If a rolling stone gathers no moss, the poems in Devin Johnston's Mosses and Lichens attend to what accretes over time, as well as to what erodes. They often take place in the middle of life's journey, at the edge of the woods, at the boundary between human community and wild spaces. Following Ovid, they are poems of subtle transformation and transfer. They draw on early blues and rivers, on ironies and uncertainties, guided by enigmatic signals: "an orange blaze that marks no trail." From image to image, they render fleeting experiences with etched precision. As Ange Mlinko has observed of Johnston's work, "Each poem holds in balance a lapidary concision and utter lushness of vowel-work," forming a distinctive music.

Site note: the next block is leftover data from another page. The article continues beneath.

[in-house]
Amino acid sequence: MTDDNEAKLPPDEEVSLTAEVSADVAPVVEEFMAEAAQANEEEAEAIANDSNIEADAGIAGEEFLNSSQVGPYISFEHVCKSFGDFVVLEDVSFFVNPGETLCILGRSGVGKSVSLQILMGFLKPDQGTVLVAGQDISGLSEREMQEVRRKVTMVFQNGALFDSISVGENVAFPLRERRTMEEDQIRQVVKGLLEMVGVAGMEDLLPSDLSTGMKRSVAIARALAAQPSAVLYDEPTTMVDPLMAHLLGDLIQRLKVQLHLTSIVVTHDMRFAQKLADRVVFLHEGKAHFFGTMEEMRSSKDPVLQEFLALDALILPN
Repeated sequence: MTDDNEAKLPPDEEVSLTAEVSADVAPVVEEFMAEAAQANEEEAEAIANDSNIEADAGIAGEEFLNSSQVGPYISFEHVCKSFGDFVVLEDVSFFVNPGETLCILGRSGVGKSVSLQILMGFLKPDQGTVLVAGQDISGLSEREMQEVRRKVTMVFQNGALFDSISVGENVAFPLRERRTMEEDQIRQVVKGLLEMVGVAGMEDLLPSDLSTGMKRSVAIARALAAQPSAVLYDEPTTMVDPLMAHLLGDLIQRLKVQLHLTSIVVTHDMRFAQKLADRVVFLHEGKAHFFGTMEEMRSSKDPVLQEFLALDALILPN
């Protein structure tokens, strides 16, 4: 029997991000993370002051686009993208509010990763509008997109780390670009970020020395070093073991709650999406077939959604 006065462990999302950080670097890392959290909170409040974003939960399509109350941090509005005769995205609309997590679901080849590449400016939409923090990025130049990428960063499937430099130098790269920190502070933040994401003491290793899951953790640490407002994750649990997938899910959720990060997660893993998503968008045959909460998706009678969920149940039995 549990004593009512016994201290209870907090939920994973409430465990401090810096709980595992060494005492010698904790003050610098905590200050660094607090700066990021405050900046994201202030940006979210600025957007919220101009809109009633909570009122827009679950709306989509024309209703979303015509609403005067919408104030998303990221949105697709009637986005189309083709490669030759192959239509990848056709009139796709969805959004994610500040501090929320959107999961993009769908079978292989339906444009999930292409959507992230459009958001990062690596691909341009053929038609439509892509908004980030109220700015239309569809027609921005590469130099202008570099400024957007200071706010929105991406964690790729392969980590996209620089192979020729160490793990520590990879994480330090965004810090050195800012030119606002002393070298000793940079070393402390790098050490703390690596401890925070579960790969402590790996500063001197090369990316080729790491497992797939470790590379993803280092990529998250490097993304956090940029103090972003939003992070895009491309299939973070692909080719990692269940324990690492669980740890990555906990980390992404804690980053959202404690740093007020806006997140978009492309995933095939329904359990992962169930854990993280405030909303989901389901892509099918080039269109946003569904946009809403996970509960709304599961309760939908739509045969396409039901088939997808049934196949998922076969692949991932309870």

Born in 1970, Devin Johnston spent his childhood in North Carolina. He is the author of five previous books of poetry and two books of prose, including Creaturely and Other Essays. He works for Flood Editions, an independent publishing house, and teaches at Saint Louis University in Missouri.
Robyn Creswell teaches Comparative Literature at Yale and is the author of City of Beginnings: Poetic Modernism in Beirut. A former poetry editor of The Paris Review, his writings have been published in The New Yorker, The New York Review of Books, and The Nation.